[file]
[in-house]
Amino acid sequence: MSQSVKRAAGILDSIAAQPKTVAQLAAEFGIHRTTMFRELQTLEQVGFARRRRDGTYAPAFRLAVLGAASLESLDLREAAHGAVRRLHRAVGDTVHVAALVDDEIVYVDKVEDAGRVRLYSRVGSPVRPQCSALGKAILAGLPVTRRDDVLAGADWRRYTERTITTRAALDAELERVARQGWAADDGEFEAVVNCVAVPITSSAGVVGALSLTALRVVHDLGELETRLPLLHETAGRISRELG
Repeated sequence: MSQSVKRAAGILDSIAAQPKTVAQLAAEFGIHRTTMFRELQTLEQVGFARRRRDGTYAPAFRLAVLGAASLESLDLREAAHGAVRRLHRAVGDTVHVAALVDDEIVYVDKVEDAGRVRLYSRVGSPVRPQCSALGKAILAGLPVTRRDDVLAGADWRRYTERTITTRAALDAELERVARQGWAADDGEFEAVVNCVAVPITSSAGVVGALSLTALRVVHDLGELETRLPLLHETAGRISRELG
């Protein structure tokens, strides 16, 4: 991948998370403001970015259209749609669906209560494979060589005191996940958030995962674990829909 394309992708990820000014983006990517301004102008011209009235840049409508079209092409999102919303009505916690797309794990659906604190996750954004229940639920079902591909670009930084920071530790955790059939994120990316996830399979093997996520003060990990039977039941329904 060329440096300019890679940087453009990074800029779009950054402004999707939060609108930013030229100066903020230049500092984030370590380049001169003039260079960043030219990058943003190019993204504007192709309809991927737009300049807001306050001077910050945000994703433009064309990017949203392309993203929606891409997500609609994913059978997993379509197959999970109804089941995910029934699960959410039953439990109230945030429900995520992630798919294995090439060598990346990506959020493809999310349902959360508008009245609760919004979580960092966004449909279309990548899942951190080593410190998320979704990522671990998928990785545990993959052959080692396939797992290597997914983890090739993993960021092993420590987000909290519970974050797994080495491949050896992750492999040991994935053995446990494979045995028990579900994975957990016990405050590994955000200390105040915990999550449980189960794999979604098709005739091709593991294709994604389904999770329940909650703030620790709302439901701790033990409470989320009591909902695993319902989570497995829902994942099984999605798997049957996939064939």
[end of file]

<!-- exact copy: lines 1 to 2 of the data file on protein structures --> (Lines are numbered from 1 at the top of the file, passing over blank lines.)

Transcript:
[in-house]
Amino acid sequence: MSQSVKRAAGILDSIAAQPKTVAQLAAEFGIHRTTMFRELQTLEQVGFARRRRDGTYAPAFRLAVLGAASLESLDLREAAHGAVRRLHRAVGDTVHVAALVDDEIVYVDKVEDAGRVRLYSRVGSPVRPQCSALGKAILAGLPVTRRDDVLAGADWRRYTERTITTRAALDAELERVARQGWAADDGEFEAVVNCVAVPITSSAGVVGALSLTALRVVHDLGELETRLPLLHETAGRISRELG